Lone Pine Memorial - Gallipoli

Submitted by Lyn Forde


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On 28th October 1922, Sir Charles Rosenthal opened the St Marys Soldiers Memorial in Victoria Park. The unveiling of this memorial is a statement of the complete and supreme sacrifice these men undertook, so that they, their families and friends could live in peace and freedom

To think that these men were shooting at each other one minute, then having a smoke with them the next is remarkable. If they survived the bullets, they had to live without shelter, minimal food and water, disease and the stench - using cigarette butts to block their nostrils from the smell of dead and dying men. The song "And The Band Played Waltzing Matilda" has a line saying "I never knew there were worse things than dying". To survive their post was remarkable. But they had to live with their wounds, what they did and what they witnessed. Buriels are not the only consequence of war.

Now Anzac Day is the day we remember, not only the fallen, but "the armless, the legless, the blind and insane". This memorial is just one of many that are in the local park of most suburbs and towns of Australia. You can see the memorial at anytime, just a reminder of the supreme price we pay for the freedom we have. It is also a reminder of what we could have so easily lost. These men knew they were fighting for their future, their families future and their country's future. How gallently they did this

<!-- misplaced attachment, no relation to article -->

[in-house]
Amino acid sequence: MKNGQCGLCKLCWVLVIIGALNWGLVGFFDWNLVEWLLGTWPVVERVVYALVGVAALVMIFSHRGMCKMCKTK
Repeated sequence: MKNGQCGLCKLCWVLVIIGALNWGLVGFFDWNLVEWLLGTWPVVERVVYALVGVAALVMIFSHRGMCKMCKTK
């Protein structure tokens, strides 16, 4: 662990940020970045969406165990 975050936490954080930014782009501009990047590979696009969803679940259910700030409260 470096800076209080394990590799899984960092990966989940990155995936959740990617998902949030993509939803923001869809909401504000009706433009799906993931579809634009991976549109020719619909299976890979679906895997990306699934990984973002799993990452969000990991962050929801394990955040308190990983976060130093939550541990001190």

Rhonda Ivankovic



To the honour of many brave men who left their homes within St Marys Municipality and went forth fighting and sacrificing for their country's preservation there stands within Victoria Park, St Marys a magnificent memorial pavilion which will surely for many years to come evoke the good opinions of passers-by. The people of St Marys have reason to be proud of their memorial which does them infinite credit.
From the Nepean Times November 4 1922.

A committee was formed in St Marys to erect some form of monument to honour the men who fought and those who died in The Great War, WW1. One of the committee members, Mrs. S. Young, made the suggestion of a pavilion style memorial with tablets for names of those who fought, and those who lost their lives. This could also be used as a bandstand. This idea was not at first accepted but eventually it was approved. It took two years to raise the building funds. Thanks to the citizens of St Marys 875 pounds was donated. The memorial was built by Mr. E. Exley. The building cost ran over budget by 40 pounds but this was made up by generous donations on the opening day.